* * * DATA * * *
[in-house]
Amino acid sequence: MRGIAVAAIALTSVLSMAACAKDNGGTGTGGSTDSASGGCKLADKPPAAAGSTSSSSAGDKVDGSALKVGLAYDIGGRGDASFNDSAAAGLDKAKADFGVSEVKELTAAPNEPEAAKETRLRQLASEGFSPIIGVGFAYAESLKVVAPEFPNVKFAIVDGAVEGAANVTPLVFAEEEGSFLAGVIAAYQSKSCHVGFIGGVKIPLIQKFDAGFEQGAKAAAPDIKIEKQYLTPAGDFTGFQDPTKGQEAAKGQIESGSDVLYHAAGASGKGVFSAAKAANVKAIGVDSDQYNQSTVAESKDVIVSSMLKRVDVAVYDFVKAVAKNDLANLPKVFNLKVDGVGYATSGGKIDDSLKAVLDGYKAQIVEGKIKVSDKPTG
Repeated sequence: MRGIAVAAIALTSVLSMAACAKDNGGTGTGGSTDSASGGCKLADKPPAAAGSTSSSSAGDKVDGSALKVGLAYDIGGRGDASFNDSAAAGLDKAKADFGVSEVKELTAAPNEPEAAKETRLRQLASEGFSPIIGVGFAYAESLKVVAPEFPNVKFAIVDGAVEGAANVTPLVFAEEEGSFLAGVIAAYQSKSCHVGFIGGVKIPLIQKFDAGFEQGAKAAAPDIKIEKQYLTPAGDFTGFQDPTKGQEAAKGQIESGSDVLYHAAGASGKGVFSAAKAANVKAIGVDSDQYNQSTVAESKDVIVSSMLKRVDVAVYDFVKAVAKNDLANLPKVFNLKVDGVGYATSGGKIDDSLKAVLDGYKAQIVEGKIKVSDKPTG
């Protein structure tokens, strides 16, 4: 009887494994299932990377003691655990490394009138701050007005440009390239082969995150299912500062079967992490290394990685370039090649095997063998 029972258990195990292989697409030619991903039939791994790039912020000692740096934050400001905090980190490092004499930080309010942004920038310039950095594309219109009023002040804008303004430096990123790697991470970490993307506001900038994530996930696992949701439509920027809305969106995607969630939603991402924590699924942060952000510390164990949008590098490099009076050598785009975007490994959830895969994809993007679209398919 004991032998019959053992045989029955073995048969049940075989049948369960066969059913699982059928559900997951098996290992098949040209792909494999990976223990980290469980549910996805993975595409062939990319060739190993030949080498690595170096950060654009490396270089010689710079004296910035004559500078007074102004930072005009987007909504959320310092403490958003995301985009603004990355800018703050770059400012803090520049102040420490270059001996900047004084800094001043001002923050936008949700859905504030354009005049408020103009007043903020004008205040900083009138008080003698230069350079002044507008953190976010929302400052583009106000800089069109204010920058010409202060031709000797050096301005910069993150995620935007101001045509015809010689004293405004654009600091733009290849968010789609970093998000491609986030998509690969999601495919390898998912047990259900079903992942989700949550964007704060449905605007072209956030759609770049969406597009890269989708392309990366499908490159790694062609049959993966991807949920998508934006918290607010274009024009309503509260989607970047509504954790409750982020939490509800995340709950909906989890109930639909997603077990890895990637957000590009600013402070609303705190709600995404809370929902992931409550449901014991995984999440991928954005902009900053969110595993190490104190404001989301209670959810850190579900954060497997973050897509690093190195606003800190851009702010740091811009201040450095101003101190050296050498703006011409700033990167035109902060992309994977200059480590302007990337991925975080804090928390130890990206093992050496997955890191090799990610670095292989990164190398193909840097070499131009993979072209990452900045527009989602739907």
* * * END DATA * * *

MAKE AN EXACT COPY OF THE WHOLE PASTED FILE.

[in-house]
Amino acid sequence: MRGIAVAAIALTSVLSMAACAKDNGGTGTGGSTDSASGGCKLADKPPAAAGSTSSSSAGDKVDGSALKVGLAYDIGGRGDASFNDSAAAGLDKAKADFGVSEVKELTAAPNEPEAAKETRLRQLASEGFSPIIGVGFAYAESLKVVAPEFPNVKFAIVDGAVEGAANVTPLVFAEEEGSFLAGVIAAYQSKSCHVGFIGGVKIPLIQKFDAGFEQGAKAAAPDIKIEKQYLTPAGDFTGFQDPTKGQEAAKGQIESGSDVLYHAAGASGKGVFSAAKAANVKAIGVDSDQYNQSTVAESKDVIVSSMLKRVDVAVYDFVKAVAKNDLANLPKVFNLKVDGVGYATSGGKIDDSLKAVLDGYKAQIVEGKIKVSDKPTG
Repeated sequence: MRGIAVAAIALTSVLSMAACAKDNGGTGTGGSTDSASGGCKLADKPPAAAGSTSSSSAGDKVDGSALKVGLAYDIGGRGDASFNDSAAAGLDKAKADFGVSEVKELTAAPNEPEAAKETRLRQLASEGFSPIIGVGFAYAESLKVVAPEFPNVKFAIVDGAVEGAANVTPLVFAEEEGSFLAGVIAAYQSKSCHVGFIGGVKIPLIQKFDAGFEQGAKAAAPDIKIEKQYLTPAGDFTGFQDPTKGQEAAKGQIESGSDVLYHAAGASGKGVFSAAKAANVKAIGVDSDQYNQSTVAESKDVIVSSMLKRVDVAVYDFVKAVAKNDLANLPKVFNLKVDGVGYATSGGKIDDSLKAVLDGYKAQIVEGKIKVSDKPTG
């Protein structure tokens, strides 16, 4: 009887494994299932990377003691655990490394009138701050007005440009390239082969995150299912500062079967992490290394990685370039090649095997063998 029972258990195990292989697409030619991903039939791994790039912020000692740096934050400001905090980190490092004499930080309010942004920038310039950095594309219109009023002040804008303004430096990123790697991470970490993307506001900038994530996930696992949701439509920027809305969106995607969630939603991402924590699924942060952000510390164990949008590098490099009076050598785009975007490994959830895969994809993007679209398919 004991032998019959053992045989029955073995048969049940075989049948369960066969059913699982059928559900997951098996290992098949040209792909494999990976223990980290469980549910996805993975595409062939990319060739190993030949080498690595170096950060654009490396270089010689710079004296910035004559500078007074102004930072005009987007909504959320310092403490958003995301985009603004990355800018703050770059400012803090520049102040420490270059001996900047004084800094001043001002923050936008949700859905504030354009005049408020103009007043903020004008205040900083009138008080003698230069350079002044507008953190976010929302400052583009106000800089069109204010920058010409202060031709000797050096301005910069993150995620935007101001045509015809010689004293405004654009600091733009290849968010789609970093998000491609986030998509690969999601495919390898998912047990259900079903992942989700949550964007704060449905605007072209956030759609770049969406597009890269989708392309990366499908490159790694062609049959993966991807949920998508934006918290607010274009024009309503509260989607970047509504954790409750982020939490509800995340709950909906989890109930639909997603077990890895990637957000590009600013402070609303705190709600995404809370929902992931409550449901014991995984999440991928954005902009900053969110595993190490104190404001989301209670959810850190579900954060497997973050897509690093190195606003800190851009702010740091811009201040450095101003101190050296050498703006011409700033990167035109902060992309994977200059480590302007990337991925975080804090928390130890990206093992050496997955890191090799990610670095292989990164190398193909840097070499131009993979072209990452900045527009989602739907």